I accept

I can’t say that I am good at accepting things as they are. Like a toddler, I want to stamp my foot. I want someone else’s life. Someone else’s body.

The good part of acceptance is the giving in. The wallowing. The relief of giving up the fight.

But acceptance is also paradoxically about becoming my own champion – challenging the inner critic and sticking up for myself. Sure, it means thinking that “this is who I am at the moment, this is my reality” but at the same time acceptance must include recognising “and that is ok”.

Acceptance must also incorporate an awareness that everything is subject to change – so acceptance is an ongoing practice rather than a one-off attempt.

Serenity Prayer – Reinhold Niebuhr (1892-1971)

God grant me the serenity

to accept the things I cannot change;

courage to change the things I can;

and wisdom to know the difference.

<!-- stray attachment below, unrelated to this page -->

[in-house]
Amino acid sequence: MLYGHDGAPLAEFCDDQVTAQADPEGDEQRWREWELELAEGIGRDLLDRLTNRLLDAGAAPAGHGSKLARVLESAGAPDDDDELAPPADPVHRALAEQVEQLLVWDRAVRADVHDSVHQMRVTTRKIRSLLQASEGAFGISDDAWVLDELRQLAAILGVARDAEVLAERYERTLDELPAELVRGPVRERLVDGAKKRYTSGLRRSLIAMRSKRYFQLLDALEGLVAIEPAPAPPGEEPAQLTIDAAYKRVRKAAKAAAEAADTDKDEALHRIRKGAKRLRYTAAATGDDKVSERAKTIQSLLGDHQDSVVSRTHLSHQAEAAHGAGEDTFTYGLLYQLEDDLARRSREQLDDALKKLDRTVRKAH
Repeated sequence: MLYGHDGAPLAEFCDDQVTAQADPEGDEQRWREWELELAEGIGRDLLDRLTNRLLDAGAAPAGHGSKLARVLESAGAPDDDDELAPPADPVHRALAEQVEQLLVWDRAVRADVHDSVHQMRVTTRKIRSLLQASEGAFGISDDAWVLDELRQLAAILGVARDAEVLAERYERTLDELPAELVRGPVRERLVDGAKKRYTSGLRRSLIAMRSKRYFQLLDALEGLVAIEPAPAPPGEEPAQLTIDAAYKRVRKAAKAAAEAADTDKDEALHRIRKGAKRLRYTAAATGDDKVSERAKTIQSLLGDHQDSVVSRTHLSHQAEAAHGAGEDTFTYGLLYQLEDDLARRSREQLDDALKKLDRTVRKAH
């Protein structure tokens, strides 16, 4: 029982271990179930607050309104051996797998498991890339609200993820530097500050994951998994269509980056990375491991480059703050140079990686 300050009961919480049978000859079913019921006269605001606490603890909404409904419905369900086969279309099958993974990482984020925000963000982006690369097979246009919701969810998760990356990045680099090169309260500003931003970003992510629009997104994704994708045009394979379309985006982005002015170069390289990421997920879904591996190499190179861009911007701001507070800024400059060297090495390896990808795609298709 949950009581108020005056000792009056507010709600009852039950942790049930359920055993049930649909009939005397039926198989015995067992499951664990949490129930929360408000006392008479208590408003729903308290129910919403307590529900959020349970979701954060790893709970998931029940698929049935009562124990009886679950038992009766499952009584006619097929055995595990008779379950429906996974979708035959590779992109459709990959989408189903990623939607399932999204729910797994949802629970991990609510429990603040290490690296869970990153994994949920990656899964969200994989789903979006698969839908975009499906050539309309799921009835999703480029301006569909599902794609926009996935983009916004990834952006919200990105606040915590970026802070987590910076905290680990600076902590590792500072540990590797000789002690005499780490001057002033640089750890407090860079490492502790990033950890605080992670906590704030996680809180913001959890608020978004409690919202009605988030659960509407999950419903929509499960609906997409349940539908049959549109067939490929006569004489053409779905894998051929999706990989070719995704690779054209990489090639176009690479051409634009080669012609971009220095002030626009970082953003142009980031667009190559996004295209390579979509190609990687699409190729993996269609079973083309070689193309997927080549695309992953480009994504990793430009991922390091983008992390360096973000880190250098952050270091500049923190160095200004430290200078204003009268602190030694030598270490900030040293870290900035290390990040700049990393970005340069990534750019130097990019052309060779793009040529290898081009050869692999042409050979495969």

Living one day at a time;

enjoying one moment at a time;

accepting hardships as the pathway to peace;

taking, as He did, this sinful world

as it is, not as I would have it;

trusting that He will make all things right

if I surrender to His Will;

that I may be reasonably happy in this life

and supremely happy with Him

forever in the next.

Amen.

“Accepting hardships as the pathway to peace”.

Trying to avoid pain only makes it worse. Like an unpaid bill, the interest just compounds with time. Acceptance requires us to be brave and sit with the pain. Make room for the anger and the shame. Place our sufferings in the context of the real world (not the instagram, Facebook fake lives).

Only by seeing where we are, can we start to move to where we want to go.